Recently, the United States Supreme Court dealt with the issue of whether or not a police officer can extend a traffic stop to allow a police drug dog to sniff around a person’s vehicle. The facts of the case, Rodriguez v. United States, began with an officer observing Rodriguez’s vehicle drifting over the shoulder line and then jerking back into the road. The officer stopped the vehicle because of a moving violation and conducted a traffic stop. Rodriguez attempted to explain his vehicle’s movements by stating that he was avoiding a pothole.
The officer asked Rodriguez for his license, registration, and proof of insurance, and also requested that Rodriguez accompany the officer to his vehicle. Rodriguez declined (correctly) the officer’s request and remained in his vehicle. The officer ran a records check on Rodriguez and his passenger, both returning clean. The officer then issued Rodriguez a warning for the moving violation.
After issuing the warning, the officer asked Rodriguez if his drug dog could sniff around his car. Rodriguez refused to consent to this and was subsequently ordered out of the vehicle. The drug dog found a bag of methamphetamine and the officer arrested Rodriguez for possession of methamphetamine.
The case reached the U.S. Supreme Court. Justice Ginsberg, writing for the majority, stated that a traffic stop “can become unlawful if it is prolonged beyond the time reasonably required to complete the traffic stop mission.” While the idea of a “traffic stop mission” may be amorphous, Justice Ginsberg essentially stated that a police officer cannot prolong a traffic stop just to perform a search by a drug-sniffing dog.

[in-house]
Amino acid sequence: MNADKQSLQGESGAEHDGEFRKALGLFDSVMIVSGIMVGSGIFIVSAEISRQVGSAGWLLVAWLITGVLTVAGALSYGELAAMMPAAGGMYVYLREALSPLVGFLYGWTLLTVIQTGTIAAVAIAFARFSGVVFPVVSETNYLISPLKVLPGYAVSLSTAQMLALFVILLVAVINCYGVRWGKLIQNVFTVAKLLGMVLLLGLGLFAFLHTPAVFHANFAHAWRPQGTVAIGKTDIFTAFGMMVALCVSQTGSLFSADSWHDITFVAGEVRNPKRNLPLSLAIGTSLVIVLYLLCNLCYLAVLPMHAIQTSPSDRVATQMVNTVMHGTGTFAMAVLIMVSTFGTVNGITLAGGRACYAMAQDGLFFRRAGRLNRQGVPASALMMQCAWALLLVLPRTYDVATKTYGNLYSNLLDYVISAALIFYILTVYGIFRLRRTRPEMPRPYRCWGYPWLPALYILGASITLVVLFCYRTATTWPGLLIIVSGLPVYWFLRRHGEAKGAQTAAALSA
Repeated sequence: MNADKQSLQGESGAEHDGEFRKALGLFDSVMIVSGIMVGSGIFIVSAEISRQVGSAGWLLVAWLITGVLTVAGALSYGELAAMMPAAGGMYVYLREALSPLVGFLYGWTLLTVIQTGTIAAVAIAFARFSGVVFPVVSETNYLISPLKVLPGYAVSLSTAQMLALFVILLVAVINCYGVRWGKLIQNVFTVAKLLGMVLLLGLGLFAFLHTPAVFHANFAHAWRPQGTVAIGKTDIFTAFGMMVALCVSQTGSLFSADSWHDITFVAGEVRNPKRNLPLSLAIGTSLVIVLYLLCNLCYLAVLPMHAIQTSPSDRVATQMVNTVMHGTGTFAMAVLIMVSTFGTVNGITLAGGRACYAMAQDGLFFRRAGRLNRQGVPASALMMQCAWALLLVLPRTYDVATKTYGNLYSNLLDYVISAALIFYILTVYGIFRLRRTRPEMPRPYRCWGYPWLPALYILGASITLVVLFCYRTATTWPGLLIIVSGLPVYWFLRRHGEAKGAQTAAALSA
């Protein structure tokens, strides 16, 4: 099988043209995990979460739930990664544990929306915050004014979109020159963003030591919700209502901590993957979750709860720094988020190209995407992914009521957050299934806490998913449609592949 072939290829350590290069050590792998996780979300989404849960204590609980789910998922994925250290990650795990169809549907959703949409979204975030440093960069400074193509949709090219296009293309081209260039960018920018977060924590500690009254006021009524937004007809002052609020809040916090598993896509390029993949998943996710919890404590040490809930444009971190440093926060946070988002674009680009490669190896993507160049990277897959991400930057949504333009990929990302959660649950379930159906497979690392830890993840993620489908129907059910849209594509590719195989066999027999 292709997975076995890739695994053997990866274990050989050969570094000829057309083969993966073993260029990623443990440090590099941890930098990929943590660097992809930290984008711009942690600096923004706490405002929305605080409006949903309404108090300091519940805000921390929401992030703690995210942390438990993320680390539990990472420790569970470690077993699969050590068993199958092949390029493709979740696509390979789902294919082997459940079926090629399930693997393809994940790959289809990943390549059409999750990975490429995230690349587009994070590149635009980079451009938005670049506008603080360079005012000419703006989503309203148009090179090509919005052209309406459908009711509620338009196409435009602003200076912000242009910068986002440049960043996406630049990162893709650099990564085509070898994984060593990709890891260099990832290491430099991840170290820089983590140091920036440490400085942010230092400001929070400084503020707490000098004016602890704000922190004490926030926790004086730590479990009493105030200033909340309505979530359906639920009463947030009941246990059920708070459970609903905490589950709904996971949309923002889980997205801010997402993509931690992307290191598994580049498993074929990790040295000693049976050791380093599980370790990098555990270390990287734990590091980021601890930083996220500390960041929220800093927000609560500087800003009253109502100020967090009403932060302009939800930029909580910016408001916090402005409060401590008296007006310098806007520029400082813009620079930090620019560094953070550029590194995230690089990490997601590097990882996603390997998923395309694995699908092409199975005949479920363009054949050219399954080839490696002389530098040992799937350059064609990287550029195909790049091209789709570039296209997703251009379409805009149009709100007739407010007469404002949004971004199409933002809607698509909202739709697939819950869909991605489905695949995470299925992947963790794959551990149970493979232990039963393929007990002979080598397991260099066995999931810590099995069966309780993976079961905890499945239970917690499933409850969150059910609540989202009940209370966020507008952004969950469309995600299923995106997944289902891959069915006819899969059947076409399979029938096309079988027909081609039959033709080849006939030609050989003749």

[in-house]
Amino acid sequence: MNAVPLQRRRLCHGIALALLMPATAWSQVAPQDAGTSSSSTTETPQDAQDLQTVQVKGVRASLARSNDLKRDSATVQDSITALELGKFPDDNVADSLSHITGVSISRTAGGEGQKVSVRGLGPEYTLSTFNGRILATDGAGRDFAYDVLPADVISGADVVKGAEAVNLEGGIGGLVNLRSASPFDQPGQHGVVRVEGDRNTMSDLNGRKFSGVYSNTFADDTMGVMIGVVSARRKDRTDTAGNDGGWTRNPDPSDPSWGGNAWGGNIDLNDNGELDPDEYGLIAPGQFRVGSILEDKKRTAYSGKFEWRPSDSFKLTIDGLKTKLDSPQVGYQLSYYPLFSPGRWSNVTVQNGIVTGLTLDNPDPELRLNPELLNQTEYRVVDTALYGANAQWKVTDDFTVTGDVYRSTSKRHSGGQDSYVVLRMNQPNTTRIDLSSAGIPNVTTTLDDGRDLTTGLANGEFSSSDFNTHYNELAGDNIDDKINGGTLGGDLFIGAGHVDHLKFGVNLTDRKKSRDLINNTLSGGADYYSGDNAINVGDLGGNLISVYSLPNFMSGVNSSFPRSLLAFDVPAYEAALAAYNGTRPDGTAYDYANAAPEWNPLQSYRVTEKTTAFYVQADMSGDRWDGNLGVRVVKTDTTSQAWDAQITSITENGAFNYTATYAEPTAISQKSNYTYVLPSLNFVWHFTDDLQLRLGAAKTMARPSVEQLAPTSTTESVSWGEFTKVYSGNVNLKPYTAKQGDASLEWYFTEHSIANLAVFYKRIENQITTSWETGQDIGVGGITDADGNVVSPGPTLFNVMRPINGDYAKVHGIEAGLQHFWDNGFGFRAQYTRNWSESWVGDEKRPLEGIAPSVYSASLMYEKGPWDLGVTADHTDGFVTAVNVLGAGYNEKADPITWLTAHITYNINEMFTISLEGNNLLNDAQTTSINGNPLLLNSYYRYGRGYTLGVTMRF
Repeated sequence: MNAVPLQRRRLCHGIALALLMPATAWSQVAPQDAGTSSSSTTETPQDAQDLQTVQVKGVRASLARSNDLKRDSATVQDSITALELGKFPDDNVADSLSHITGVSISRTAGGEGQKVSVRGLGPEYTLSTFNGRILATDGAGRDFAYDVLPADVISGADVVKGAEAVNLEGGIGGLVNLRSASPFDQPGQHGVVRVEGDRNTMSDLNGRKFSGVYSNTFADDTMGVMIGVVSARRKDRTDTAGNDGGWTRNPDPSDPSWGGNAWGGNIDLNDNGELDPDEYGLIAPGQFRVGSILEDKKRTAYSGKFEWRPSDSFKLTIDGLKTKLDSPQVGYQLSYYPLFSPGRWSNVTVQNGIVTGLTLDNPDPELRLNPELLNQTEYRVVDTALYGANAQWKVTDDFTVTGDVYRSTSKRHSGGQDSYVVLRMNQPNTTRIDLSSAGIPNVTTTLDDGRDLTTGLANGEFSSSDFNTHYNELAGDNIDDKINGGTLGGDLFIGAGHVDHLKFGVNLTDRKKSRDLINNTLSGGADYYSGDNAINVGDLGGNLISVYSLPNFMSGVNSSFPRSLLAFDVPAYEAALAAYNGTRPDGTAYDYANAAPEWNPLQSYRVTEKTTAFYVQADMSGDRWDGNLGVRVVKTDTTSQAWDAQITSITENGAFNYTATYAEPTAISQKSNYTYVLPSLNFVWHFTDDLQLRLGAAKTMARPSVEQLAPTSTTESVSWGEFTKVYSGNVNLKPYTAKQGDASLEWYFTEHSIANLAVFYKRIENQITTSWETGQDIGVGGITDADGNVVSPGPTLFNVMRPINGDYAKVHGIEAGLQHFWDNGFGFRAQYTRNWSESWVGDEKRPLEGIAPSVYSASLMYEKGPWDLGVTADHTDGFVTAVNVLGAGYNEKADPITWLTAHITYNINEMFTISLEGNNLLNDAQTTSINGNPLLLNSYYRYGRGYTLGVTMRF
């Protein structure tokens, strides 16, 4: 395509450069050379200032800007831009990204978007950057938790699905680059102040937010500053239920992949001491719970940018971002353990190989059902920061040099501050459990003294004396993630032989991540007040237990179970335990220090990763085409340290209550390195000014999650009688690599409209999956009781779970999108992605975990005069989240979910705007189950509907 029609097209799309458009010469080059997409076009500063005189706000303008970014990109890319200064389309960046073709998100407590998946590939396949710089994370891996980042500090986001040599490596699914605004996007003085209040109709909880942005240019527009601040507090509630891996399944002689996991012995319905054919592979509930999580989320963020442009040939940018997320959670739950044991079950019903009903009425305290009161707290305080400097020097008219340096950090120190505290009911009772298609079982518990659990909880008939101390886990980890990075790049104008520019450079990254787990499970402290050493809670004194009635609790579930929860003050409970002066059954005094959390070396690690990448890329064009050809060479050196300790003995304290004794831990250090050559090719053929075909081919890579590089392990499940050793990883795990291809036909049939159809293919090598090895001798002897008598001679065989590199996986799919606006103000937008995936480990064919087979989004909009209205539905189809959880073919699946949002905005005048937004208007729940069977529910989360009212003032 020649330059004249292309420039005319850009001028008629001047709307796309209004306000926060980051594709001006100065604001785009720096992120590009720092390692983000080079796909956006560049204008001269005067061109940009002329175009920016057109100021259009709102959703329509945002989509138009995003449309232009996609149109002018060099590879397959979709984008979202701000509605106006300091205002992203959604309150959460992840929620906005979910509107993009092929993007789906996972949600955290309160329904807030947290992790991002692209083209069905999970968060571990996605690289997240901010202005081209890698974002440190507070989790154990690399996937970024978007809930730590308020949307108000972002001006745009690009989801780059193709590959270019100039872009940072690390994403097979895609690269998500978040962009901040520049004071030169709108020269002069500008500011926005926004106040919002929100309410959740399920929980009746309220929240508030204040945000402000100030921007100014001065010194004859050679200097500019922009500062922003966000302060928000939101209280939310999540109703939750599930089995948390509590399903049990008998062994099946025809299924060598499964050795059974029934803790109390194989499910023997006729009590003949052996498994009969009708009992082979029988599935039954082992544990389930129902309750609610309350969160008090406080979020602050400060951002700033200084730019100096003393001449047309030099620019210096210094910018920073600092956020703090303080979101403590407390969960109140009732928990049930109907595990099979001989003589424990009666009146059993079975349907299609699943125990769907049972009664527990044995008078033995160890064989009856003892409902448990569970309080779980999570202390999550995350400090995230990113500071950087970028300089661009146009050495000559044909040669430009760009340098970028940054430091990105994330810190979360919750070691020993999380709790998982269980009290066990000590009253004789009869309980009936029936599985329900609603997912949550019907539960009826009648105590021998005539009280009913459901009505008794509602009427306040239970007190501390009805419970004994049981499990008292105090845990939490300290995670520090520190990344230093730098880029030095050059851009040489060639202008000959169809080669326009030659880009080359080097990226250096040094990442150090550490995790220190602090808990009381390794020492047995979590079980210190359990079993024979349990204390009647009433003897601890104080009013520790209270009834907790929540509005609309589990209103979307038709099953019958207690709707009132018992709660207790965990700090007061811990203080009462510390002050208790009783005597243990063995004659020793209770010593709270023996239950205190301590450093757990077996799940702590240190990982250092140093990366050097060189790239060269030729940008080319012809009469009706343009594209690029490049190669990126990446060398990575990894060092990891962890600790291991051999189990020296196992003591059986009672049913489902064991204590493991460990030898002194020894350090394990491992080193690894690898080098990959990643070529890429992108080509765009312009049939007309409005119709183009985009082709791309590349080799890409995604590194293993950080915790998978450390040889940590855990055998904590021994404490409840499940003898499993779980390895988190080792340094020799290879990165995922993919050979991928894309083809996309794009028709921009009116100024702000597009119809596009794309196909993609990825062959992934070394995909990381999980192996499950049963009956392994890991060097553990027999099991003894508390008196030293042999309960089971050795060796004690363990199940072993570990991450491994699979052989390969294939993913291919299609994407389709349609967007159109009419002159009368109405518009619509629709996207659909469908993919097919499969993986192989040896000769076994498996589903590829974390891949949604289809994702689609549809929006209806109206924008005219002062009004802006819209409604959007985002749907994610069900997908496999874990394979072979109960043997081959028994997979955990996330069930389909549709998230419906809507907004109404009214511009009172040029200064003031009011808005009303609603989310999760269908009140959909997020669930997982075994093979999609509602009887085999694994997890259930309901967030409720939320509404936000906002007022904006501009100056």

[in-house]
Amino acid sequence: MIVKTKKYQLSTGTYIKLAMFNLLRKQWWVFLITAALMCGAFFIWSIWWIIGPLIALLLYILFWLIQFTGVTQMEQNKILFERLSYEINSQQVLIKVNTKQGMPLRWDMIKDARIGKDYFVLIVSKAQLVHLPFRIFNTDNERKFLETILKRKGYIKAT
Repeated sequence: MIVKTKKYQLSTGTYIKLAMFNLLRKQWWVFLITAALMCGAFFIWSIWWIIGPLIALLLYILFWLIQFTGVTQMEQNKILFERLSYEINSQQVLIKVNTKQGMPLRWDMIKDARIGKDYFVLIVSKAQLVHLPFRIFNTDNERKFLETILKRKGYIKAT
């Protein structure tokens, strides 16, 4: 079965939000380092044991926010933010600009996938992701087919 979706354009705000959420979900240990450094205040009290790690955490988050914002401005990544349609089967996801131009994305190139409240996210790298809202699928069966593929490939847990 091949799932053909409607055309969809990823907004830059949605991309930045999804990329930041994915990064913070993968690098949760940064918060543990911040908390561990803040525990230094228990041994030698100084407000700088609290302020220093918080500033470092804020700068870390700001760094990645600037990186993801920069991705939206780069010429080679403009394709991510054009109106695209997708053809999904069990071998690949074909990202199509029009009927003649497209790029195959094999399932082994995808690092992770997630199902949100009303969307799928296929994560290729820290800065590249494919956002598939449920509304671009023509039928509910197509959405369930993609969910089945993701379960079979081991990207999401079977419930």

So, what does a “traffic stop mission” mean according to the court. Justice Ginsberg stated that an officer’s mission includes “ordinary inquiries incident to the traffic stop.” These inquiries “involve checking the driver’s license, determining whether there are outstanding warrants against the driver, and inspecting the automobile’s registration and proof of insurance. A drug sniff, however, is a measure aimed at detecting evidence of ordinary wrongdoing.” The majority would go on to state that “the critical question is not whether the dog sniff occurs before or after the officer issues a ticket, but whether conducting the sniff prolongs the stop.”
What this means for a person stopped by the police for a traffic violation is you should never consent to a search of your vehicle or admit to any criminal conduct. If Rodriguez had consented to the search of his vehicle by the drug dog, Rodriguez would not have had a strong argument that his constitutional rights were violated. Always be police and respectful to the officer, but do not speak to the officer without consulting with an attorney and never give consent to a search of your vehicle.
Columbus and Delaware, Ohio Criminal Defense Lawyer
If you have been charged with a criminal offense in Columbus or Delaware, Ohio, contact Johnson Legal, LLC and speak with an experienced criminal defense attorney. Attorney David Johnson of Johnson Legal, LLC will discuss your case and assist you in fighting the charges. Call (614) 987-0192 or send an email to schedule a consultation regarding your criminal offense case.